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mod_perl Part 3: Handlers and Filters
Written by Philip L Yuson   
Who is this for
This article is for those who want to know the different mod_perl handlers and how these are used.

What you need to know
You need to know Apache configuration, mod_perl basics and Perl


mod_perl allows you to extend the Apache web server to process your specific requirements. This is done in Apache by having specific 'exit-points' in strategically placed stages of a request. By creating handlers in these specific points, you can change the way Apache handlers your transcations.


Handlers can execute on server startup and at different stages in a transaction life cycle.
We will mostly be more interested in transaction handlers specifically:

  • PerlPostReadRequestHandler

  • PerlTransHandler

  • PerlAccessHandler

  • PerlAuthenHandler

  • PerlResponseHandler

  • PerlLogHandler

This handler executes when a request is received and all headers have been parsed. It executes only once in a transaction's life. You can change the headers that you received at this point, before the transcation is processed further.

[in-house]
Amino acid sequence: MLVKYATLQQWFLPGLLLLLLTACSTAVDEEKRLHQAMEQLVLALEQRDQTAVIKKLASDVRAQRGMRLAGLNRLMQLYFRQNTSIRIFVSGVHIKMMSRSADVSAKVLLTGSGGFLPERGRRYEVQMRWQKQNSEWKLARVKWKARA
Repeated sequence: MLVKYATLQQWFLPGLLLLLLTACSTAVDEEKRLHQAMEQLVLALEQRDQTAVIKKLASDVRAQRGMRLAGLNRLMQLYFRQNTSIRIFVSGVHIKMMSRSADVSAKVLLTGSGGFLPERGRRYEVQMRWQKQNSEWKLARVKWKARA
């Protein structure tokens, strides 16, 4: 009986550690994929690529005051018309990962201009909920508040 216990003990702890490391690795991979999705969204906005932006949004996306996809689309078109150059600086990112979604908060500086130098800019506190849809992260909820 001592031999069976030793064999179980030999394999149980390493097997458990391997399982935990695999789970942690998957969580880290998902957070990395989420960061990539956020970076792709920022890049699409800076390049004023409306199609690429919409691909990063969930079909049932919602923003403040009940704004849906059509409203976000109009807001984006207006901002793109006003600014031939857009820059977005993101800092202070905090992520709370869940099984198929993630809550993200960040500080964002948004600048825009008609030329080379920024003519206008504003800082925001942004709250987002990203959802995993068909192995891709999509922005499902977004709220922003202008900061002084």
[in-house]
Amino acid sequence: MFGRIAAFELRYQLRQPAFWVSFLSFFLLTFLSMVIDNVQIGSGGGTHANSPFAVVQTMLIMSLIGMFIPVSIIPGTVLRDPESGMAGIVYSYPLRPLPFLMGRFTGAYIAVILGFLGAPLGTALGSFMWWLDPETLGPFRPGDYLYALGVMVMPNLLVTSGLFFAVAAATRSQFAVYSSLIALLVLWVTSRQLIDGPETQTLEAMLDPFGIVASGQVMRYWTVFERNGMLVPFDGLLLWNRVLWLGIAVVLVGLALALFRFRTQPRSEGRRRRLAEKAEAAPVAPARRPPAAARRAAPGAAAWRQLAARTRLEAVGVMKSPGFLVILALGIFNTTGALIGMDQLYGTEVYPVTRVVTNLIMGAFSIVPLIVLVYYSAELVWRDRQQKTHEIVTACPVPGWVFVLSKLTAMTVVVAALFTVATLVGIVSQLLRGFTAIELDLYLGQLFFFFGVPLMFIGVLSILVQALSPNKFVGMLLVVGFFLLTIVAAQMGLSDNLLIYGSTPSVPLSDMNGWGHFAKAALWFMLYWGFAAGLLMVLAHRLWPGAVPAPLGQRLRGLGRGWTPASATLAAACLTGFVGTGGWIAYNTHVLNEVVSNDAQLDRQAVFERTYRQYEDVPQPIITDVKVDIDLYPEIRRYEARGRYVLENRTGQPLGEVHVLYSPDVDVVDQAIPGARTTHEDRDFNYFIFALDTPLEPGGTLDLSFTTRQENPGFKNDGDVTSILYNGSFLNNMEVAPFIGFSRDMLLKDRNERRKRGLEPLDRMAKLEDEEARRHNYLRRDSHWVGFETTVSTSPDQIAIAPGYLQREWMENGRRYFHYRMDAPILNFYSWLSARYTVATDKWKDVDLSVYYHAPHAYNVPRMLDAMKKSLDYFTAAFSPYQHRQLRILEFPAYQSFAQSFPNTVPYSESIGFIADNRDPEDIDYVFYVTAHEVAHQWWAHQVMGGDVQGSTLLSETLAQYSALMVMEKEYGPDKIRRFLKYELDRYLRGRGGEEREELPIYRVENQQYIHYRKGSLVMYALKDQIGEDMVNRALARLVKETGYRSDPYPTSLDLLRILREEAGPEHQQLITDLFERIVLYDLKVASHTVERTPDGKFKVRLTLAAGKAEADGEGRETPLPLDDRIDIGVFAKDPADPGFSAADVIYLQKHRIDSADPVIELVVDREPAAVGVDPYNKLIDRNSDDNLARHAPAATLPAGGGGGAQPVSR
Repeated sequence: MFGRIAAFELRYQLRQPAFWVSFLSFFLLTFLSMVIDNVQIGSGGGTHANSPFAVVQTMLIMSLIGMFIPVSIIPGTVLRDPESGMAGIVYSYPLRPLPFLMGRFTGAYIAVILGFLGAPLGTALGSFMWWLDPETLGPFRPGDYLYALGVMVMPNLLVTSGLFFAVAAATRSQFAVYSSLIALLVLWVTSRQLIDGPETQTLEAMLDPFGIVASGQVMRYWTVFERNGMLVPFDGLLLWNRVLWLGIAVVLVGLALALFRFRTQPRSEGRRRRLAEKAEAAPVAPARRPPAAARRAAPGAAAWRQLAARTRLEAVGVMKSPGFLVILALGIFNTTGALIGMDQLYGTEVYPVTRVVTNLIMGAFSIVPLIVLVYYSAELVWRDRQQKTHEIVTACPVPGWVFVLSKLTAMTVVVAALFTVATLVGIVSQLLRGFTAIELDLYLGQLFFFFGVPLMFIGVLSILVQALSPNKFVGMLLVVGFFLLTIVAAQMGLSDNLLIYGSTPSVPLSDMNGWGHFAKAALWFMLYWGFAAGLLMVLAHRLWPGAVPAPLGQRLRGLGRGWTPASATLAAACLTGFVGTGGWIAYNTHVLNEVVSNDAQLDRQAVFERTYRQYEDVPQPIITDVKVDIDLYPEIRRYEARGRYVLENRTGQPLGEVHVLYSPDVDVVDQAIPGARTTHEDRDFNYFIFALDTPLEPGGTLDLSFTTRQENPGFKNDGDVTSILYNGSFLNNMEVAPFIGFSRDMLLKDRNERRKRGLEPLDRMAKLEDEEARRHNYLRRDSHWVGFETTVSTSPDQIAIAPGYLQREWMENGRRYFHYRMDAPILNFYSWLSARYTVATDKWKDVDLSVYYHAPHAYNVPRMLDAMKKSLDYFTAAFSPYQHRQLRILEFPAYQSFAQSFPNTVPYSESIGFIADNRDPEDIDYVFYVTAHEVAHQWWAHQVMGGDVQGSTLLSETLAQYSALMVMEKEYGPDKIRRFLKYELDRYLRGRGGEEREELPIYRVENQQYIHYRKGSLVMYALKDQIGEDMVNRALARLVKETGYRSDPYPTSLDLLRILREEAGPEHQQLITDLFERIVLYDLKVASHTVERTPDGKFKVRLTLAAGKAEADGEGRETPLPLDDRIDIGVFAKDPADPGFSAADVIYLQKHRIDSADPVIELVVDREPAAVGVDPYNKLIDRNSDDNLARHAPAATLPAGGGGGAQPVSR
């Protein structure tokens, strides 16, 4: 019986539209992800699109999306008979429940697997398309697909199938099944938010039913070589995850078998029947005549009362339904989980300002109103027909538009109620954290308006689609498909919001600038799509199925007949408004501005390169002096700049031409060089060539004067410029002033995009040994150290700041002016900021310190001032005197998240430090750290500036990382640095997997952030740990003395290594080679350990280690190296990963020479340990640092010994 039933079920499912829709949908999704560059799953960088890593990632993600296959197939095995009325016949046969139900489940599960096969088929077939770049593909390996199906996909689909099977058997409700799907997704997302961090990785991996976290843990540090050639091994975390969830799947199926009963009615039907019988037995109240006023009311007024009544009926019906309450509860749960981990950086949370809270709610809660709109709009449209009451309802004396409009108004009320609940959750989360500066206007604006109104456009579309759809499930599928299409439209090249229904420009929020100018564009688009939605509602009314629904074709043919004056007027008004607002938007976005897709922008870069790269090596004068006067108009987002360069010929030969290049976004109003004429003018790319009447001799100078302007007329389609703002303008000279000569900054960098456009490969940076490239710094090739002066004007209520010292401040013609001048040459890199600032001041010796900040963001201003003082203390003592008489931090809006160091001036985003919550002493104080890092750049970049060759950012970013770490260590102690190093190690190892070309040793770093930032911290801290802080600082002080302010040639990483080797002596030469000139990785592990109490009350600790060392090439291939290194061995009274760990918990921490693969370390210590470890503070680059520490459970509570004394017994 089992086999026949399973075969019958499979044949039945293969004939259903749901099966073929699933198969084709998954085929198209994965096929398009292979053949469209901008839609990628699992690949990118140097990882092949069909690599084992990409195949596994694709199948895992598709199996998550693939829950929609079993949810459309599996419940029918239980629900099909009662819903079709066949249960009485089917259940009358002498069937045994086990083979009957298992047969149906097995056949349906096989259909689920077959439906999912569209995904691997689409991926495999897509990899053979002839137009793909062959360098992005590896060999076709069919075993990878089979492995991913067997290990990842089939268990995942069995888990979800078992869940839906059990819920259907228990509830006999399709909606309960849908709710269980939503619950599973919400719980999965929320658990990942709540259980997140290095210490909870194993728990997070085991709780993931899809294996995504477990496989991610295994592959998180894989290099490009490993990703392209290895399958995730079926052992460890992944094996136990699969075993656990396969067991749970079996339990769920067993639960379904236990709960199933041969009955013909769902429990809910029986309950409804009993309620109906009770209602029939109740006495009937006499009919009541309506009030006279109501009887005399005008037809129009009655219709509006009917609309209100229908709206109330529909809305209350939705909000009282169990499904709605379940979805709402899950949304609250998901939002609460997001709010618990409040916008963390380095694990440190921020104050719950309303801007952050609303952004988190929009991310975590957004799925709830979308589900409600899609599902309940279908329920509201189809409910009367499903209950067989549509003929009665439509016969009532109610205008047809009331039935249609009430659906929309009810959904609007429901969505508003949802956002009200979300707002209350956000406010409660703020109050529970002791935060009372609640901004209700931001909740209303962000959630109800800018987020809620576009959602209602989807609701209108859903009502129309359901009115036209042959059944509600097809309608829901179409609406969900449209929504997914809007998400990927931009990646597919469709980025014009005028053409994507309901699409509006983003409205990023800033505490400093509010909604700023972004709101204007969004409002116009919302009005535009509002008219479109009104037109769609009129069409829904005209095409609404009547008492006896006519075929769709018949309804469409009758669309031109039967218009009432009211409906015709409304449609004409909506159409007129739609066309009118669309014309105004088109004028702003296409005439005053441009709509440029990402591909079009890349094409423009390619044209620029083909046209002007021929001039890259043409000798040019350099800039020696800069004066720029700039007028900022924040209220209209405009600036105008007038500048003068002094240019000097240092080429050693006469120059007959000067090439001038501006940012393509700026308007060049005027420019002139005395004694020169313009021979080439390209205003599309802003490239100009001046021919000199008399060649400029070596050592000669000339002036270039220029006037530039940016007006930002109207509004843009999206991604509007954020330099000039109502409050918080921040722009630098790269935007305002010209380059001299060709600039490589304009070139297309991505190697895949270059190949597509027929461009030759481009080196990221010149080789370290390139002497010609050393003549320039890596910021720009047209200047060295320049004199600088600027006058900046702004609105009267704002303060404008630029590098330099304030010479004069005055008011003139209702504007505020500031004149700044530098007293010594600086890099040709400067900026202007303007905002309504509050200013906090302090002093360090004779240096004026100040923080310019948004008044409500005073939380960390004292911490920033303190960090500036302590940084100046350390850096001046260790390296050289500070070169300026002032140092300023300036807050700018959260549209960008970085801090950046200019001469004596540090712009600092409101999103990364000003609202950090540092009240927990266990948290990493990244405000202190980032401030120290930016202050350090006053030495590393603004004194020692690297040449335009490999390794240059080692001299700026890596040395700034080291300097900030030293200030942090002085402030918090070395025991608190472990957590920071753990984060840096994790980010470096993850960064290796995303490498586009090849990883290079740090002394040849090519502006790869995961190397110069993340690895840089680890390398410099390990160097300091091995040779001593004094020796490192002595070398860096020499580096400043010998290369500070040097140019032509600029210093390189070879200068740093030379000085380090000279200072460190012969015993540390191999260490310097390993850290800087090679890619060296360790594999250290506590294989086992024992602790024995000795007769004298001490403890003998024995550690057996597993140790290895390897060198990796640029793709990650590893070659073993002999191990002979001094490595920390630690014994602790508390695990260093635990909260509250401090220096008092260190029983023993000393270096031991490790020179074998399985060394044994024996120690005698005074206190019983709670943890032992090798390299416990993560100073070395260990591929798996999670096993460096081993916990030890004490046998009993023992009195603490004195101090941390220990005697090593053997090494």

This executes when Apache translates the URI to a file on the server. This can be used to change the URI or the request method. If you made significant changes to your website file structure, you can use this to translate the URIs to your old website to a newer one.


If you want to implement a policy so that certain portions of your website is restricted to specific users, time or IP addresses, you can use this handler. It executes only once in the transaction. Your handler should return an Apache::FORBIDDEN or Apache::OK.


You can use this to replace Apache authentication. If this returns an Apache::HTTP_UNAUTHORIZED return code, the browser normally pops up a login window.


This handler can generate specific responses based on the URI inputted. You can change the outgoing header and even the entire page.


This handler allows you to improve logging. You can use this to write log information onto a database.


mod_perl 2.0 has filters. These filters allow you to have more control of the headers and pages in a transaction. You can use this to add or remove headers. You also use this to change contents in your response pages.

There are two filters:
PerlInputFilterHandler and PerlOutputFilterHandler.

The PerlInputFilterHandler is executed when the request is received.
The PerlOutputFilterHandler is executed before a page is sent back to the browser.

To know more about mod_perl Handlers, please read the mod_perl 2.0 or mod_perl 1.0 documentation.

Copyright: © 2018 Philip Yuson